Jesus and his disciples came to Bethsaida. Some people brought a blind man to him and begged him to touch him. He took the blind man by the hand and led him out of the village; and when he had put saliva on his eyes and laid his hands on him, he asked him, ‘Can you see anything?’ And the man looked up and said, ‘I can see people, but they look like trees, walking.’ Then Jesus laid his hands on his eyes again; and he looked intently and his sight was restored, and he saw everything clearly. Then he sent him away to his home, saying, ‘Do not even go into the village.’
Jesus asked the blind man: Can you see anything?
Of all the wondrous works of healing that Jesus performed throughout his earthly ministry, this is possibly the most intriguing. Unlike most of the accounts of Jesus healing people, the healing of the blind man at Bethsaida contains a remarkable amount of detail about how that miracle was achieved. It also contains an account of Jesus having to persist and back up his first actions with a second plan. In response to Jesus’ question: Can you see anything? it becomes clear that things are still confused and confusing. Rather than seeing people clearly, he sees what looks like trees, walking. Then we read of Jesus laying his hands on the man’s eyes again. It is only after this second laying on of hands that the man’s sight was restored, and he saw everything clearly. So, why does this moment in Bethsaida intrigue me? Because of the man’s faith, Jesus’ willingness to offer healing, the man’s not engaging fully with what Jesus was offering him, and Jesus persisting until the healing was brought about.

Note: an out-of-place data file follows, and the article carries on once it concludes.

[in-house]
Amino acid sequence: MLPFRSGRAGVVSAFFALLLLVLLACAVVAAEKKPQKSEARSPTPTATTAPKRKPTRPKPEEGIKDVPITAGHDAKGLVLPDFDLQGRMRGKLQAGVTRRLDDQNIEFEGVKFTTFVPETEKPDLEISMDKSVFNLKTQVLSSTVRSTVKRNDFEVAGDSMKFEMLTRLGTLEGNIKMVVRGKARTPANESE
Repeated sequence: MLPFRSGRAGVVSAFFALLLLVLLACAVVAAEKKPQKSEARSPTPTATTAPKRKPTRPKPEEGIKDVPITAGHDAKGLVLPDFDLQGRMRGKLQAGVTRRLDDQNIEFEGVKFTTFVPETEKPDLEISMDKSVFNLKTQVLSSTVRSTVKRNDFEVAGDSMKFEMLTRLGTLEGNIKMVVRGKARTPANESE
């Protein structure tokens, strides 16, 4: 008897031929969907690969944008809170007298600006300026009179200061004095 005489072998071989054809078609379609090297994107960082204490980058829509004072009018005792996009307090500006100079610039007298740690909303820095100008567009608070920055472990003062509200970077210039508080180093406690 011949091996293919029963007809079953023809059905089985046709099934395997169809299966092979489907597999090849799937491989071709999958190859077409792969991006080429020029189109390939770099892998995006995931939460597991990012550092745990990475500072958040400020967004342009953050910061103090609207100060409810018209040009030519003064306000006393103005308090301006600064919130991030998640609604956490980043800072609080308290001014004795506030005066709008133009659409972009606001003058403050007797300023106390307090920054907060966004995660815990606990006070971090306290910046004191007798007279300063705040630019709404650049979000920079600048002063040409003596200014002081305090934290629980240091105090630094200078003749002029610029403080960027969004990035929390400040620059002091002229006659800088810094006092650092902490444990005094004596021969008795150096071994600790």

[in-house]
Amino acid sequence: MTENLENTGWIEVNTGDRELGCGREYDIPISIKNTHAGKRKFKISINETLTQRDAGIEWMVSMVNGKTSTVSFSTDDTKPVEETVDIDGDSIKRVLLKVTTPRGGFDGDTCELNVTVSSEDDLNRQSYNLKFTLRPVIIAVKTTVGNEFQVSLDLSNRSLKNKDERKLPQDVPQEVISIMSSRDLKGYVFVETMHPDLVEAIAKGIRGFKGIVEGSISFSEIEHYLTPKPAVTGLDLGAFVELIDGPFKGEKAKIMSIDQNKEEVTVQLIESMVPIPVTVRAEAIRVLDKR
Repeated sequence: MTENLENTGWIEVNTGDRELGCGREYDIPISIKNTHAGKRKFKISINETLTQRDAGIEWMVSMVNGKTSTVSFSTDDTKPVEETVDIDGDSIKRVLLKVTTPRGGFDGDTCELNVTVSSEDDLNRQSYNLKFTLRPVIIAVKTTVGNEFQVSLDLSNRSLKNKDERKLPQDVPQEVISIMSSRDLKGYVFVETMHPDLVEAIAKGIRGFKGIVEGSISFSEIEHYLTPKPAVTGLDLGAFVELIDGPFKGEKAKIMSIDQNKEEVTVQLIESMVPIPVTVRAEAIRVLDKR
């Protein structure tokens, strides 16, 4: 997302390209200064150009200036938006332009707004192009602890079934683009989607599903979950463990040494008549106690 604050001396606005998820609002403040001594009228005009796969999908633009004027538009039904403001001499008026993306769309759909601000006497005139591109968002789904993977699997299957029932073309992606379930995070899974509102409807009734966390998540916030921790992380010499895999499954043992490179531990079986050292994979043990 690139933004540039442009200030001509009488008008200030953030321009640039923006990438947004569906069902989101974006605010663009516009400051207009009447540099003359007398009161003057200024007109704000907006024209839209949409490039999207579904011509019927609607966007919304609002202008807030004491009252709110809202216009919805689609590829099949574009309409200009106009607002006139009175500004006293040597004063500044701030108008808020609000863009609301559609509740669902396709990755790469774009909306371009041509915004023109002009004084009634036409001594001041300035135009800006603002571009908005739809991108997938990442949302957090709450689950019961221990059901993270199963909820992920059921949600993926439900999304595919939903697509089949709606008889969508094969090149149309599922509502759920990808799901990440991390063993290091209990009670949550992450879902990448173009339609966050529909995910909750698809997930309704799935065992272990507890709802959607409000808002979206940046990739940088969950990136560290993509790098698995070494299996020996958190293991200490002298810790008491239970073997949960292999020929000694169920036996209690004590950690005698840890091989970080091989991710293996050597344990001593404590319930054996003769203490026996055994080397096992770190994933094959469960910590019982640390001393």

In the 13th chapter of Matthew’s gospel Jesus speaks of those who see but do not perceive, and those who hear but do not listen. Sometimes the blindingly obvious evades us because it does not fit with the answer we have constructed for ourselves. I used to work with someone whose eyesight as a child was extremely poor. She constructed a strategy for daily life that meant that no one really understood how bad her eyesight was until she was eight years old. Then, having had her eyesight properly tested and corrected with spectacles she suddenly realised that trees were not massive green blobs, but that they had individual leaves upon them. The blind man at Bethsaida is very like my one-time colleague. He had constructed a view of the world for himself, a view that took persistence on Jesus’ part to correct.
Too often we are like the blind man at Bethsaida. Too often we live within a framework we have constructed for ourselves, a framework that leaves no room for the reality of God’s presence in this world. Today we are being called to set aside the world as we would have it be, and to step into the reality of God’s world. Today we are being encouraged to accept that God’s world is so much more wonderful than the limited and tainted realities we create for ourselves. Today we are being urged to step into God’s world and share the amazing vision he gives us of just how wonderful his creation really is.
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